Trump’s fantasies and primal emotions are openly on display in a way no other American president’s have been. This is another aspect of his pull on his followers — the ways in which he links his own emotions and fantasies of total and absolute control to those of his followers, their own narcissistic strivings tempered as life has beaten them down and passed them by. Bound together by the vague but powerful ideal of “Making America Great Again,” they become “susceptible to his commands and directives.” Consider how he uses anger. “The people are angry,” Trump proclaims, but so is he. “I will gladly accept the mantle of anger,” he says, explaining that he doesn’t have time for therapy. Throughout the campaign, he positioned himself as the change and anger candidate: anger at the federal government, at Obama and about Obamacare, about illegal immigration, and about the direction in which the country is headed. Think here of his repeatedly engaging his crowds in symbolic acts of expulsion, as he yells, variously, “Get him out,” “Knock the crap out of” protesters and “take their coats,” and “Throw them out into the cold” — directives that crowds at his rallies fulfilled. This is all straight out of the analytic textbook: in the words of one analyst, the followers “submit in order to preserve their love of the leader, and whatever esteem they experience comes from the sense of devotion to the ideals and causes established in the leader’s image.”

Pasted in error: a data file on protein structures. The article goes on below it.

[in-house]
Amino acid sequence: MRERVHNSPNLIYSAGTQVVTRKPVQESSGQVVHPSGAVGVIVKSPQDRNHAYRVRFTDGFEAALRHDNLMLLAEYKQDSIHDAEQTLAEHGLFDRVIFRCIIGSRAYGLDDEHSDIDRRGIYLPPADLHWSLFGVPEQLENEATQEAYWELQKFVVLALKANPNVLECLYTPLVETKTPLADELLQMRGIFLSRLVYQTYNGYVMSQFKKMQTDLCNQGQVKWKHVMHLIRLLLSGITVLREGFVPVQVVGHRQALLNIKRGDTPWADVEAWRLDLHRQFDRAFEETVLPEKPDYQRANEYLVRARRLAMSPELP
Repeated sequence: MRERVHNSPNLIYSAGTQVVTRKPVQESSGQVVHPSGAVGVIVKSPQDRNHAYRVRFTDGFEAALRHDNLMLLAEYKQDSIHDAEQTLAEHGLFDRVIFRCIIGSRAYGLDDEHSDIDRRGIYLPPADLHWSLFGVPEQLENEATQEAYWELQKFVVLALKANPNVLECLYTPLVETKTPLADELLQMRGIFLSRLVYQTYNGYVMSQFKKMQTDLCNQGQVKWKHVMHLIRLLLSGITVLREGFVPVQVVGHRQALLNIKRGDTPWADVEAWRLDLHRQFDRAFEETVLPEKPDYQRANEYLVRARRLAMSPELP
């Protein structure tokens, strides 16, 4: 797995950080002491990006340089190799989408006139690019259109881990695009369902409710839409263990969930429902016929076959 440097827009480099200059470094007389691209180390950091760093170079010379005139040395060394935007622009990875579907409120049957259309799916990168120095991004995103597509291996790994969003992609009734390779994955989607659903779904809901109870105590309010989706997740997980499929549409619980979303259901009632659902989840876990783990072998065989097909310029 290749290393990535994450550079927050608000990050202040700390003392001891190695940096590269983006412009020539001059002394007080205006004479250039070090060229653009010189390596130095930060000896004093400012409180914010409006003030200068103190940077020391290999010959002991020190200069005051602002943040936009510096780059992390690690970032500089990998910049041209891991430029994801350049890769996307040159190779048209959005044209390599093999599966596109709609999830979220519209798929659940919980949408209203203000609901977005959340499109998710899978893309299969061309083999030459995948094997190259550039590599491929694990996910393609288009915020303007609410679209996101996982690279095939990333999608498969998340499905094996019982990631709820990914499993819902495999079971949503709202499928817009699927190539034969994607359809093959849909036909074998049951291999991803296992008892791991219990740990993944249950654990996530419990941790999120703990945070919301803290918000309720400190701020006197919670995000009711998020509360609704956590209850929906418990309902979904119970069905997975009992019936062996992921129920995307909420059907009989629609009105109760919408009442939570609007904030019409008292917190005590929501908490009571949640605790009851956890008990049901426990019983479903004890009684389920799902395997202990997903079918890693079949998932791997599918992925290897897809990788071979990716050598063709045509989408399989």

Trump’s apparent authenticity — his lack of the usual filters — is likely both a sign of his cluelessness and profoundly strategic, meant to distract and inflame. His constant rule-breaking is engaging and dramatic, and invites his followers’ identification with him as sharer of secrets and speaker of truths that cannot otherwise be expressed. The analyst Kohut understood how powerful this sense of direct access to the mind of another — the feeling of being part of its intimate workings — could be in nurturing identification of the sort we can see among Trump’s followers.

It’s been said that “he’s a poor person’s idea of a rich person” and that his lifestyle exemplifies “beer taste on a champagne budget.” But a more significant dimension of this aspirational appeal can be seen in the abandon with which he asserts his dominance and the ease with which he inhabits power. He invites others to identify with his aggression and independence from constraining norms. Explaining his bankruptcies, he told a crowd: “You have to use the laws to your advantage. What I did to that bank? Aye yai yai. […] I should get credit for having vision that things were on the decline. […] I made a lot of money in Atlantic City.” Many of his supporters are eager to interpret his record of bankruptcies as evidence of his independence and dominance. As one middle-aged woman put it, “the important thing is he doesn’t need their money.”